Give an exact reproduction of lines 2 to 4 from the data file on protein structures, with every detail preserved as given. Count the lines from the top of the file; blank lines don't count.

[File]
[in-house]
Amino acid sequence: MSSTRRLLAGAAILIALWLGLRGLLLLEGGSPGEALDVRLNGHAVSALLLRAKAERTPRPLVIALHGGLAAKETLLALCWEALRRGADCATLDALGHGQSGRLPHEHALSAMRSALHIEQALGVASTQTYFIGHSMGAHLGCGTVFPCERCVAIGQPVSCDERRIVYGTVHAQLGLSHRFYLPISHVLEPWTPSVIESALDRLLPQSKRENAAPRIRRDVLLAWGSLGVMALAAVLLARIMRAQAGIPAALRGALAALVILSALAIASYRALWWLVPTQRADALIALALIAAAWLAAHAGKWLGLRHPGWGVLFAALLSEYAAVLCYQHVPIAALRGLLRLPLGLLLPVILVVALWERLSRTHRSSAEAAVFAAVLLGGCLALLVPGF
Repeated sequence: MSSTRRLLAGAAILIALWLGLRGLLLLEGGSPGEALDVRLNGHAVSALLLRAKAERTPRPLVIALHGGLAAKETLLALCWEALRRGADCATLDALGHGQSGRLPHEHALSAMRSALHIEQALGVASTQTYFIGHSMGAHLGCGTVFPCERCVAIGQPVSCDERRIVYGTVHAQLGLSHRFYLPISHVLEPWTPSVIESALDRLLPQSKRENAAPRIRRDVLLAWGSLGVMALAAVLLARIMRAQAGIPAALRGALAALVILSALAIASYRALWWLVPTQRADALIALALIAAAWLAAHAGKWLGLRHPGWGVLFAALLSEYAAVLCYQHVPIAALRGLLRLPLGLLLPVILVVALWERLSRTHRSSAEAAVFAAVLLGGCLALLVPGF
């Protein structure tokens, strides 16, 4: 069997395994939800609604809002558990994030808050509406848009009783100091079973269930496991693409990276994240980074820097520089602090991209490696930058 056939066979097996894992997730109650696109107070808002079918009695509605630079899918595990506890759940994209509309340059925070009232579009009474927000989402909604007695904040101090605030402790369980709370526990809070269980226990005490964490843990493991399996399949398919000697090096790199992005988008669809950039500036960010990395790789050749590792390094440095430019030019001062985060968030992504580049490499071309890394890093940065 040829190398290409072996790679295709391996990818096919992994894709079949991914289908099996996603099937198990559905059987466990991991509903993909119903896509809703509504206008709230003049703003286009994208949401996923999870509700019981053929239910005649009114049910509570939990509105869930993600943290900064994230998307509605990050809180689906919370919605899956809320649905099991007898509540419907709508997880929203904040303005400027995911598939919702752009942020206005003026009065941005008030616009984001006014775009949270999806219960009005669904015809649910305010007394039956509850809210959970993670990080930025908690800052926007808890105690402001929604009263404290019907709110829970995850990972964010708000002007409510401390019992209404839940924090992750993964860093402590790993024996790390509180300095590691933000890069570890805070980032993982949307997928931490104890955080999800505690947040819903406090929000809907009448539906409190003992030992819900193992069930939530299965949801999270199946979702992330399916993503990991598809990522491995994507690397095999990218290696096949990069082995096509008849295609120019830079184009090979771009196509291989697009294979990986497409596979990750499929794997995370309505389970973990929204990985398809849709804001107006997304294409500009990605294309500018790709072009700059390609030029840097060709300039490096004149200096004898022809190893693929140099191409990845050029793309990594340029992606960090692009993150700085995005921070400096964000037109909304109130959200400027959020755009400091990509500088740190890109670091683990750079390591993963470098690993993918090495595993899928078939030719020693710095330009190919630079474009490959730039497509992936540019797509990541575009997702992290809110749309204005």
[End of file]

Amino acid sequence: MSSTRRLLAGAAILIALWLGLRGLLLLEGGSPGEALDVRLNGHAVSALLLRAKAERTPRPLVIALHGGLAAKETLLALCWEALRRGADCATLDALGHGQSGRLPHEHALSAMRSALHIEQALGVASTQTYFIGHSMGAHLGCGTVFPCERCVAIGQPVSCDERRIVYGTVHAQLGLSHRFYLPISHVLEPWTPSVIESALDRLLPQSKRENAAPRIRRDVLLAWGSLGVMALAAVLLARIMRAQAGIPAALRGALAALVILSALAIASYRALWWLVPTQRADALIALALIAAAWLAAHAGKWLGLRHPGWGVLFAALLSEYAAVLCYQHVPIAALRGLLRLPLGLLLPVILVVALWERLSRTHRSSAEAAVFAAVLLGGCLALLVPGF
Repeated sequence: MSSTRRLLAGAAILIALWLGLRGLLLLEGGSPGEALDVRLNGHAVSALLLRAKAERTPRPLVIALHGGLAAKETLLALCWEALRRGADCATLDALGHGQSGRLPHEHALSAMRSALHIEQALGVASTQTYFIGHSMGAHLGCGTVFPCERCVAIGQPVSCDERRIVYGTVHAQLGLSHRFYLPISHVLEPWTPSVIESALDRLLPQSKRENAAPRIRRDVLLAWGSLGVMALAAVLLARIMRAQAGIPAALRGALAALVILSALAIASYRALWWLVPTQRADALIALALIAAAWLAAHAGKWLGLRHPGWGVLFAALLSEYAAVLCYQHVPIAALRGLLRLPLGLLLPVILVVALWERLSRTHRSSAEAAVFAAVLLGGCLALLVPGF
């Protein structure tokens, strides 16, 4: 069997395994939800609604809002558990994030808050509406848009009783100091079973269930496991693409990276994240980074820097520089602090991209490696930058 056939066979097996894992997730109650696109107070808002079918009695509605630079899918595990506890759940994209509309340059925070009232579009009474927000989402909604007695904040101090605030402790369980709370526990809070269980226990005490964490843990493991399996399949398919000697090096790199992005988008669809950039500036960010990395790789050749590792390094440095430019030019001062985060968030992504580049490499071309890394890093940065 040829190398290409072996790679295709391996990818096919992994894709079949991914289908099996996603099937198990559905059987466990991991509903993909119903896509809703509504206008709230003049703003286009994208949401996923999870509700019981053929239910005649009114049910509570939990509105869930993600943290900064994230998307509605990050809180689906919370919605899956809320649905099991007898509540419907709508997880929203904040303005400027995911598939919702752009942020206005003026009065941005008030616009984001006014775009949270999806219960009005669904015809649910305010007394039956509850809210959970993670990080930025908690800052926007808890105690402001929604009263404290019907709110829970995850990972964010708000002007409510401390019992209404839940924090992750993964860093402590790993024996790390509180300095590691933000890069570890805070980032993982949307997928931490104890955080999800505690947040819903406090929000809907009448539906409190003992030992819900193992069930939530299965949801999270199946979702992330399916993503990991598809990522491995994507690397095999990218290696096949990069082995096509008849295609120019830079184009090979771009196509291989697009294979990986497409596979990750499929794997995370309505389970973990929204990985398809849709804001107006997304294409500009990605294309500018790709072009700059390609030029840097060709300039490096004149200096004898022809190893693929140099191409990845050029793309990594340029992606960090692009993150700085995005921070400096964000037109909304109130959200400027959020755009400091990509500088740190890109670091683990750079390591993963470098690993993918090495595993899928078939030719020693710095330009190919630079474009490959730039497509992936540019797509990541575009997702992290809110749309204005």